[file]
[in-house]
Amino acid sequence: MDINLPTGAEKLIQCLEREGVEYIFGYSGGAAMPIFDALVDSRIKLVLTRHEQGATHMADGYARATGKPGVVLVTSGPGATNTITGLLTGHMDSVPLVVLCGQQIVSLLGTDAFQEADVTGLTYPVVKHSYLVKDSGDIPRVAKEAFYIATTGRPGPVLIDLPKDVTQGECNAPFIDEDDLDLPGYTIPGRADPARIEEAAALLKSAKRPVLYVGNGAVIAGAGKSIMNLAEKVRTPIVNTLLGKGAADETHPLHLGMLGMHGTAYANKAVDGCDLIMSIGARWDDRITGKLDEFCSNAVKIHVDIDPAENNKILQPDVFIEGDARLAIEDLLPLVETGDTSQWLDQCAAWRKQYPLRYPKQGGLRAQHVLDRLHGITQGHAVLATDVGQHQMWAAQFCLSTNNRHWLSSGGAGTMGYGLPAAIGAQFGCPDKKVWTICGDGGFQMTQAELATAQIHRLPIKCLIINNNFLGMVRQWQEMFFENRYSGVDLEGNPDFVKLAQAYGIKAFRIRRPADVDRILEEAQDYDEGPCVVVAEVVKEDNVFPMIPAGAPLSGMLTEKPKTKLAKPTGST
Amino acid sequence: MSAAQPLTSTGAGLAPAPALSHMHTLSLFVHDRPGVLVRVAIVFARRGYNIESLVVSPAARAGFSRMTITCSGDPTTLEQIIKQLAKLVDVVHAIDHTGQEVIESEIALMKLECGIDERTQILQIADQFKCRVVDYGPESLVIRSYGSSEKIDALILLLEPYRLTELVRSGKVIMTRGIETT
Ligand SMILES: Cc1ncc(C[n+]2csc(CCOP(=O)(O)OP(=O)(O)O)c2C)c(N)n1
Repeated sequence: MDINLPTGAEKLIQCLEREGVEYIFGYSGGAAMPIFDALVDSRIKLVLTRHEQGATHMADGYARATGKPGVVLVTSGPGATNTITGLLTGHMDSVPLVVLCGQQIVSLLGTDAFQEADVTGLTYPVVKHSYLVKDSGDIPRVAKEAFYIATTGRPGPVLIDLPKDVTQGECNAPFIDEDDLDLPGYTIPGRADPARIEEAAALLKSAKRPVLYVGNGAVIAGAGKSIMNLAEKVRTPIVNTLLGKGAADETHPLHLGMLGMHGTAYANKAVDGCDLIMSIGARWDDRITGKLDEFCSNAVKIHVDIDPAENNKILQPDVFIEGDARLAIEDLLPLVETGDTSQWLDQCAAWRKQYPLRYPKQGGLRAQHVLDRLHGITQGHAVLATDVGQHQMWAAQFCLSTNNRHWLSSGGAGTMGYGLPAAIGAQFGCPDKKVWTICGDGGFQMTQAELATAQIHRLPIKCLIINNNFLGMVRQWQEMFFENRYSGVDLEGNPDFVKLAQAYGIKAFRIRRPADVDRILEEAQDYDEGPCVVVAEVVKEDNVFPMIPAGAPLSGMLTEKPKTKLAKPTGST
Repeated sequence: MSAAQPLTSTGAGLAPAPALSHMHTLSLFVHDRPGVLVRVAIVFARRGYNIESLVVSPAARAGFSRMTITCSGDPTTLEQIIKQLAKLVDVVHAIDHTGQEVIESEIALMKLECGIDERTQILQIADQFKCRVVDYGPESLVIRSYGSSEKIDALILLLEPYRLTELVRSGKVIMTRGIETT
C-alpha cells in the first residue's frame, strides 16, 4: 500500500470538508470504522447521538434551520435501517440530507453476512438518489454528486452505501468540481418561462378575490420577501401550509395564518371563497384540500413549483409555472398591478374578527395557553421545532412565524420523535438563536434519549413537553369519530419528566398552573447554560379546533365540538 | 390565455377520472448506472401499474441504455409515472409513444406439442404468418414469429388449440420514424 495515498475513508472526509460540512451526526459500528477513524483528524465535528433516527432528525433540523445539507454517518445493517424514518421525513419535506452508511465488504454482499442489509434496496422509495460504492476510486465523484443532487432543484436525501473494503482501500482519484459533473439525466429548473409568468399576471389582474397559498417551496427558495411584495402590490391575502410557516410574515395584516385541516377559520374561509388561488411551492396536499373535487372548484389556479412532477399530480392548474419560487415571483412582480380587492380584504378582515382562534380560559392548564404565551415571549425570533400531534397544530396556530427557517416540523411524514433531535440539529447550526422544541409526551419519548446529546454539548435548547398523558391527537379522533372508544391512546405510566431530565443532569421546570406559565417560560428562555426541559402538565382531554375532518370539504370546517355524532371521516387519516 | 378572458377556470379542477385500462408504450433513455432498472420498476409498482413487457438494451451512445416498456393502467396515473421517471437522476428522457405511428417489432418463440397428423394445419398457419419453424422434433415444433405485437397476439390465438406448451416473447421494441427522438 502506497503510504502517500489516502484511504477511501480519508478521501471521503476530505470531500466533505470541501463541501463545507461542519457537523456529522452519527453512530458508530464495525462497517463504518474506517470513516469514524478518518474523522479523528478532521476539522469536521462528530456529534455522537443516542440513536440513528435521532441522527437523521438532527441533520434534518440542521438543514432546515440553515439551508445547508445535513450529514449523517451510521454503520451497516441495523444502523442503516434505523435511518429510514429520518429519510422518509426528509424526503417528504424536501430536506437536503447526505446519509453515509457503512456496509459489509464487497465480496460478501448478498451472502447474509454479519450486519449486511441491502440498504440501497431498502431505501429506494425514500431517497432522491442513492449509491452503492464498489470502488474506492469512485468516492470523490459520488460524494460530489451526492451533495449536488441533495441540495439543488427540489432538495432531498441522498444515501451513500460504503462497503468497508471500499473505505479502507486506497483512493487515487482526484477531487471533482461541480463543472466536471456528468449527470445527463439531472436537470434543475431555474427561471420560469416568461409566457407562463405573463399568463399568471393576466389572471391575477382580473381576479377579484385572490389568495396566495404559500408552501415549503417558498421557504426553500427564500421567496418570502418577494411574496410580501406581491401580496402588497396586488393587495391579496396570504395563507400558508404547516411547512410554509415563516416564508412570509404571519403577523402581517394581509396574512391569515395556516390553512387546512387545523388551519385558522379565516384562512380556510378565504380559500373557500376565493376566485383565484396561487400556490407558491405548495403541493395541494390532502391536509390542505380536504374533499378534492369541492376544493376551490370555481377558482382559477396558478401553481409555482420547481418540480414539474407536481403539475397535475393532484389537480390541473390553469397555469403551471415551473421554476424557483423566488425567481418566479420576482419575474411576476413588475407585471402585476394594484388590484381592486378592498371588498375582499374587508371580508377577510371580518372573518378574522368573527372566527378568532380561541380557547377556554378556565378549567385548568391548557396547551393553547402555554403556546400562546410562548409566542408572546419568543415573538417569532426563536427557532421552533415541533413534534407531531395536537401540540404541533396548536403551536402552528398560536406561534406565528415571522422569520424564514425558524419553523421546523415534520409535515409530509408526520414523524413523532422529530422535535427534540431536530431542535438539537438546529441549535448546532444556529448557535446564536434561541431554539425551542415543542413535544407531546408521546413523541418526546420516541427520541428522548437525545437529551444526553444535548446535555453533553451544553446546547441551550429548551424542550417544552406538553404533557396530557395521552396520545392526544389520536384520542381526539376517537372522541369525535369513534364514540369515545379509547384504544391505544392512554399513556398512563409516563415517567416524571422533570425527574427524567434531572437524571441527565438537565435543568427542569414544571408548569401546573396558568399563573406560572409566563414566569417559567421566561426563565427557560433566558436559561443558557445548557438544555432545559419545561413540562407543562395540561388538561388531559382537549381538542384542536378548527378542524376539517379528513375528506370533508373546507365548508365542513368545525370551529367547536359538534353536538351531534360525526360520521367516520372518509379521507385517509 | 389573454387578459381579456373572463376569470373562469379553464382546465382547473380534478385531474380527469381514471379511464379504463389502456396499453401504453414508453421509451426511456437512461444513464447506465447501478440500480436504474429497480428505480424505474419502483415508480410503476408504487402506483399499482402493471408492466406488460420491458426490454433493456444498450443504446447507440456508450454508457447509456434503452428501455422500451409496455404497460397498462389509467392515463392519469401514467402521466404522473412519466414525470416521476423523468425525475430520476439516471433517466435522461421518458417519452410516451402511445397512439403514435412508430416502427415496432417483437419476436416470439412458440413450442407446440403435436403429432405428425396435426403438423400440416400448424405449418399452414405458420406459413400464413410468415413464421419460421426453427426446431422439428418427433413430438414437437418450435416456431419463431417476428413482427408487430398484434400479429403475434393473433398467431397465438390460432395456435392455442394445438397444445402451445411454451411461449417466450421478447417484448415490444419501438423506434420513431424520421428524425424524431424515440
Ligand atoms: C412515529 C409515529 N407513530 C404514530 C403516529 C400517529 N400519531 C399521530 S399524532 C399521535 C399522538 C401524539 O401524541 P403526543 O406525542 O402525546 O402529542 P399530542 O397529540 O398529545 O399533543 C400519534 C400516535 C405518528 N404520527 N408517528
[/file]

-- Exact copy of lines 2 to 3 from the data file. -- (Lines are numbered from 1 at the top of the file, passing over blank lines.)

Amino acid sequence: MDINLPTGAEKLIQCLEREGVEYIFGYSGGAAMPIFDALVDSRIKLVLTRHEQGATHMADGYARATGKPGVVLVTSGPGATNTITGLLTGHMDSVPLVVLCGQQIVSLLGTDAFQEADVTGLTYPVVKHSYLVKDSGDIPRVAKEAFYIATTGRPGPVLIDLPKDVTQGECNAPFIDEDDLDLPGYTIPGRADPARIEEAAALLKSAKRPVLYVGNGAVIAGAGKSIMNLAEKVRTPIVNTLLGKGAADETHPLHLGMLGMHGTAYANKAVDGCDLIMSIGARWDDRITGKLDEFCSNAVKIHVDIDPAENNKILQPDVFIEGDARLAIEDLLPLVETGDTSQWLDQCAAWRKQYPLRYPKQGGLRAQHVLDRLHGITQGHAVLATDVGQHQMWAAQFCLSTNNRHWLSSGGAGTMGYGLPAAIGAQFGCPDKKVWTICGDGGFQMTQAELATAQIHRLPIKCLIINNNFLGMVRQWQEMFFENRYSGVDLEGNPDFVKLAQAYGIKAFRIRRPADVDRILEEAQDYDEGPCVVVAEVVKEDNVFPMIPAGAPLSGMLTEKPKTKLAKPTGST
Amino acid sequence: MSAAQPLTSTGAGLAPAPALSHMHTLSLFVHDRPGVLVRVAIVFARRGYNIESLVVSPAARAGFSRMTITCSGDPTTLEQIIKQLAKLVDVVHAIDHTGQEVIESEIALMKLECGIDERTQILQIADQFKCRVVDYGPESLVIRSYGSSEKIDALILLLEPYRLTELVRSGKVIMTRGIETT